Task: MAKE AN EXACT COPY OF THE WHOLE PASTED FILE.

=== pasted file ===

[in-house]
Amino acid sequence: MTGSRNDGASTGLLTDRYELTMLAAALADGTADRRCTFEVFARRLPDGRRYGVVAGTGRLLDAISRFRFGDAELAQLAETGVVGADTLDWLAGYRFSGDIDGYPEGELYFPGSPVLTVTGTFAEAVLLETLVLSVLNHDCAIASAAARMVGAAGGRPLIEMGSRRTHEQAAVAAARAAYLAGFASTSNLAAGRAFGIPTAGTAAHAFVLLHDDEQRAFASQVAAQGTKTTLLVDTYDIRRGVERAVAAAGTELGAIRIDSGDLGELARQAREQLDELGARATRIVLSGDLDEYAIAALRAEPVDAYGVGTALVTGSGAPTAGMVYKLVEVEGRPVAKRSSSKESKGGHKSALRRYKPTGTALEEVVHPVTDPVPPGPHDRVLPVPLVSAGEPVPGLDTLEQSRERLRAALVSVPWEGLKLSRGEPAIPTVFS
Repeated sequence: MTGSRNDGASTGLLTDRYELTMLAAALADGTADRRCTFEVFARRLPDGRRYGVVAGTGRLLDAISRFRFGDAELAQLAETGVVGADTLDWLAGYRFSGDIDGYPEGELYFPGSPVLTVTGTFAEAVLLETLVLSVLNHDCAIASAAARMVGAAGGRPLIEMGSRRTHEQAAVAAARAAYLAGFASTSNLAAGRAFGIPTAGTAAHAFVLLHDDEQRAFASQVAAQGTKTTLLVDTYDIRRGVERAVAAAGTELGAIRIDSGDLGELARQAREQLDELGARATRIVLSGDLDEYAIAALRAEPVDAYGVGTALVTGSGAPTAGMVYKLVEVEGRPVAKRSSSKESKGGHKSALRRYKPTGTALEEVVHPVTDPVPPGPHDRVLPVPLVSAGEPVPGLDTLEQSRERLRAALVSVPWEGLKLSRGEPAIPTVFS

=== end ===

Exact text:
[in-house]
Amino acid sequence: MTGSRNDGASTGLLTDRYELTMLAAALADGTADRRCTFEVFARRLPDGRRYGVVAGTGRLLDAISRFRFGDAELAQLAETGVVGADTLDWLAGYRFSGDIDGYPEGELYFPGSPVLTVTGTFAEAVLLETLVLSVLNHDCAIASAAARMVGAAGGRPLIEMGSRRTHEQAAVAAARAAYLAGFASTSNLAAGRAFGIPTAGTAAHAFVLLHDDEQRAFASQVAAQGTKTTLLVDTYDIRRGVERAVAAAGTELGAIRIDSGDLGELARQAREQLDELGARATRIVLSGDLDEYAIAALRAEPVDAYGVGTALVTGSGAPTAGMVYKLVEVEGRPVAKRSSSKESKGGHKSALRRYKPTGTALEEVVHPVTDPVPPGPHDRVLPVPLVSAGEPVPGLDTLEQSRERLRAALVSVPWEGLKLSRGEPAIPTVFS
Repeated sequence: MTGSRNDGASTGLLTDRYELTMLAAALADGTADRRCTFEVFARRLPDGRRYGVVAGTGRLLDAISRFRFGDAELAQLAETGVVGADTLDWLAGYRFSGDIDGYPEGELYFPGSPVLTVTGTFAEAVLLETLVLSVLNHDCAIASAAARMVGAAGGRPLIEMGSRRTHEQAAVAAARAAYLAGFASTSNLAAGRAFGIPTAGTAAHAFVLLHDDEQRAFASQVAAQGTKTTLLVDTYDIRRGVERAVAAAGTELGAIRIDSGDLGELARQAREQLDELGARATRIVLSGDLDEYAIAALRAEPVDAYGVGTALVTGSGAPTAGMVYKLVEVEGRPVAKRSSSKESKGGHKSALRRYKPTGTALEEVVHPVTDPVPPGPHDRVLPVPLVSAGEPVPGLDTLEQSRERLRAALVSVPWEGLKLSRGEPAIPTVFS